SUMMARY (access the complete document here)
The principal theme emerging from the Vibrant NEO 2040 visioning process is the need to reinvest in Northeast Ohio’s established communities. Since the 1960s, these places have experienced significant population loss and disinvestment, while progressively larger and lower-density rings of suburban development have pushed the footprint of urbanization outward. The resulting conditions in the traditional cores—deteriorated physical fabric, stressed budgets, and socioeconomic dislocation—are impeding the region’s ability to compete nationally and internationally for businesses and workers, who are increasingly seeking out vibrant urban places in which to settle and work.
In recent years, an emerging community of developers has taken on substantial risks to invest in the region’s legacy communities. From Cleveland to Akron, Youngstown to Kent, Lorain to Canton, these developers are creating value in place, and attracting exactly the kinds of businesses and economic activity that the region must continue to cultivate to succeed in the 21st century. Yet the scale and pace of this investment has still not reached a critical mass regionally. As a corollary to the research and scenario planning work of Vibrant NEO 2040, the Project Team has pursued an investigation into the barriers to achieving more substantial urban redevelopment and infill development. Interviews were conducted with a range of actors in the development ecosystem, including developers, brokers, financers, lawyers, community organizers, and public officials. These interviews, coupled with research into secondary sources and literature, revealed nine significant barriers to urban redevelopment in Northeast Ohio:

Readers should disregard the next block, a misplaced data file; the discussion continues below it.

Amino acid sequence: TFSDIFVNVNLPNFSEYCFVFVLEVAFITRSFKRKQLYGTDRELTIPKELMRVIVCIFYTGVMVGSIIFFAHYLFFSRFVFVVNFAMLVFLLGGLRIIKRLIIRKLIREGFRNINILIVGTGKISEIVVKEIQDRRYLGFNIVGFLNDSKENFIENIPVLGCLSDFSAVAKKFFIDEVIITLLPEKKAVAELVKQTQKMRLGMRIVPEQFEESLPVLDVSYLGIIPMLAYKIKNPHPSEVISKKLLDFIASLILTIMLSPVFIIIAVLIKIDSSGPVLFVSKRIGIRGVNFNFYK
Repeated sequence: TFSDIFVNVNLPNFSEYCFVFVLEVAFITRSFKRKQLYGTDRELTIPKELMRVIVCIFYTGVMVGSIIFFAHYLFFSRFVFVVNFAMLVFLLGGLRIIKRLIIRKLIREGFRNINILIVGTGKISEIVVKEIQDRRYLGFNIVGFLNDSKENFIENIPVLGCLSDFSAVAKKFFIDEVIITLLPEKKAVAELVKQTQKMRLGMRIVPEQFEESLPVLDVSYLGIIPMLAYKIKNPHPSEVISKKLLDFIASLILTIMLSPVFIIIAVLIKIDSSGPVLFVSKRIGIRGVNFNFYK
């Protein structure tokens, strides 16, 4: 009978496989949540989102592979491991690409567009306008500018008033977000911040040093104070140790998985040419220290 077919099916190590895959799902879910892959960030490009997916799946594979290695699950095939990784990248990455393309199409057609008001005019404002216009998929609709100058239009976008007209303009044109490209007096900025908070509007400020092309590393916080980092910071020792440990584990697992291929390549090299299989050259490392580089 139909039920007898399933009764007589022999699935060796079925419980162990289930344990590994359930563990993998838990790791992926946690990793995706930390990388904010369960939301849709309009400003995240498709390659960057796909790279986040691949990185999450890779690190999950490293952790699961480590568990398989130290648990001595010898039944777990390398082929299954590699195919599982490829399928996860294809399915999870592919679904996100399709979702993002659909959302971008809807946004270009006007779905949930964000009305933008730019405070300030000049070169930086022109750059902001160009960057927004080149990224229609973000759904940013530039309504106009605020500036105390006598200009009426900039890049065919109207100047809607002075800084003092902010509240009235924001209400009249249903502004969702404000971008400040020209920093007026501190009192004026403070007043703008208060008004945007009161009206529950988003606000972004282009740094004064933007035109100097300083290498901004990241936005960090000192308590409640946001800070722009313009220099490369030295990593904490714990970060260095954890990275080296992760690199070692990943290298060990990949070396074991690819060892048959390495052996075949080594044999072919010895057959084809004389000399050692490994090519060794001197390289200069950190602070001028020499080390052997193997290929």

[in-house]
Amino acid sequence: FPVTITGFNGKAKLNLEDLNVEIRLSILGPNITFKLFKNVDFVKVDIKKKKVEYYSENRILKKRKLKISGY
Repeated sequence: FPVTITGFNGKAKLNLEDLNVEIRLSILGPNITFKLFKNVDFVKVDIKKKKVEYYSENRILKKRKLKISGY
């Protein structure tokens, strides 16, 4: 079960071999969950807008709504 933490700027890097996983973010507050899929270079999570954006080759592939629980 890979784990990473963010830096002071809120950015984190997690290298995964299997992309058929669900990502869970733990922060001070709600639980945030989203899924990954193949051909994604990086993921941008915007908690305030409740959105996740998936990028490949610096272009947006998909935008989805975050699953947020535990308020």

• High costs relative to market prices
• Complicated financing structures
• Coverage and direction of publicly-funded incentives
• Uncertainty in interactions with regulations and regulatory entities
• Perceptions of municipal service quality
• Unaccounted subsidies in public infrastructure
• Misallocation of authority to levy impact fees on development
• Asymmetries in taxing powers and practices between political subdivision types
• Differences in sophistication and rigor of zoning and development review processes
This section elaborates upon the above barriers and analyzes their causes and consequences for the region’s development patterns. It concludes with a discussion of two organizational forms—publicly-formed (Joint Economic Development Districts and Cooperative Economic Development Agreements) and privately-formed (Special Improvement Districts and Community Development Corporations)—that crystallize the ways in which law and fiscal politics affect development outcomes.
Click here to read the entire special section: DRIVERS OF OUTWARD MIGRATION AND BARRIERS TO REDEVELOPMENT IN NORTHEAST OHIO